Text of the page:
“Why most museum websites are terrible (at achieving mission)” by Jim Richardson of MuseumNext
What is the main aim of a museum website? Browsing the internet, you quickly conclude that this is to promote the institution to potential visitors. This is of course a worthwhile aim, museums would not exist without an audience, but I believe that museum websites can be much more.
The starting point for all digital activities within a museum should be it’s mission, this is likely to be to educate, to inspire, to preserve and to share (or similar). Visitor figures have a role in a museum, but these should be a way to measure how many people we are reaching, not the reason that the institution exists.
“Museum leaders need to recognise that a powerful website can deliver just as much as a powerful exhibition and fund the roles within the institution to produce something credible online.”
The solution I believe is for museum websites to become hubs for ideas, publishing platforms which allow institutions to pursue their missions by sharing knowledge and inspiration with the public.
Walker Art Center recently did this, becoming a digital hub for not just contemporary art which is hanging in their institution, but for contemporary art as a whole. The result was a 40% increase in traffic to their website and a digital experience which seems to ties in more closely with their mission.
For the Walker Art Center website to grow beyond being primarily a marketing tool they had to invest in the team who produce their website, adding members of staff to manage and produce the huge quantity content needed to keep this ideas hub constantly changing.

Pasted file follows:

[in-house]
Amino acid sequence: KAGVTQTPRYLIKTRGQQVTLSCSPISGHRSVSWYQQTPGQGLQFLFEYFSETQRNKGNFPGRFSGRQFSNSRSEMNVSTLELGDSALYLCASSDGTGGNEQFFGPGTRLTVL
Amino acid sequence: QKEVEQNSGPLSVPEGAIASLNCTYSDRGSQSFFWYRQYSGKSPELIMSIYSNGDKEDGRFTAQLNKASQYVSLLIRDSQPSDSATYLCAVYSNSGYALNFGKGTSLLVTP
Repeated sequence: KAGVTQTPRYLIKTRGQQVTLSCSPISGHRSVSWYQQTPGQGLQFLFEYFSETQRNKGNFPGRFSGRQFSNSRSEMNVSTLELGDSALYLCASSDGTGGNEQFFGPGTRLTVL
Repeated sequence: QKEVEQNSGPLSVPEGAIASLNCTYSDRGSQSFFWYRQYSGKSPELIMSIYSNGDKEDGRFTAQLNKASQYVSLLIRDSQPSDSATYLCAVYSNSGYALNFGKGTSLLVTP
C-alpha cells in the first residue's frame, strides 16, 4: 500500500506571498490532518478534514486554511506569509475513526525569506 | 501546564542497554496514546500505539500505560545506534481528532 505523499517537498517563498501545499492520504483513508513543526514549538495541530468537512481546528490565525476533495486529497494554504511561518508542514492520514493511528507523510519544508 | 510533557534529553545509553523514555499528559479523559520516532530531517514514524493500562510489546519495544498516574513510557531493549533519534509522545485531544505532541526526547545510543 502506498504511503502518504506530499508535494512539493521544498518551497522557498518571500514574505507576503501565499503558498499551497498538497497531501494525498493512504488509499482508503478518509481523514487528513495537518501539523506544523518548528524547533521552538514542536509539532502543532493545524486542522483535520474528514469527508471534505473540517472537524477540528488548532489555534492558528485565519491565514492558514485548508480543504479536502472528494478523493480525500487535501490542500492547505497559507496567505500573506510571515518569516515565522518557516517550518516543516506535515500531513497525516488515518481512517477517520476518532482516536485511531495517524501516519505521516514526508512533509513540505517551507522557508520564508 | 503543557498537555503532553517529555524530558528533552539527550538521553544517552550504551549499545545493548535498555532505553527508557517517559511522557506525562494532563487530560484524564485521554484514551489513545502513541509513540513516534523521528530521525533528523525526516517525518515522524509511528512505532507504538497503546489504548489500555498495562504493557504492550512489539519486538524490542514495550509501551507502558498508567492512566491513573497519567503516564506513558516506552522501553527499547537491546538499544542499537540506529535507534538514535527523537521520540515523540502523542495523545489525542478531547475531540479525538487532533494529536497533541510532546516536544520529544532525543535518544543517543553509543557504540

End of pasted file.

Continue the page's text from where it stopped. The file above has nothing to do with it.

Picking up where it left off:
Many have said that this added expense means that other institutions are unlikely to move their websites towards being publishing platforms. ‘Museums don’t have the budget to do this’ they say.
The Walker art Center has an annual turnover of around $17 million, and the idea that a few extra staff would put a huge strain on this budget is preposterous, they have simply decided to fund their website over something else.
I believe that even much smaller institutions could do the same, but there seems an unwillingness to divert funds from the physical museum to pay for digital activities, perhaps because many institutions see websites as primarily a marketing tool and things which happen in the physical museum as delivering on mission.
An open letter to Museum Directors
Museum leaders need to rethink digital, and look at it from a more strategic perspective, one which can really deliver on the mission of the institution and the needs of the public. Museum leaders need to recognise that a powerful website can deliver just as much as a powerful exhibition and fund the roles within the institution to produce something credible online.
If museums see updating their websites as something which their marketing people can do in a couple of hours per week, then they are missing a huge opportunity to step beyond the walls of their institutions and settling for little more than digital leaflets.
I believe that our website have a real role to play in delivering on the mission of museums, but to do that, we need to be prepared to invest in them.
[Source] MuseumNext: “Why most museum websites are terrible (at achieving mission)” (Many interesting comments on the original article)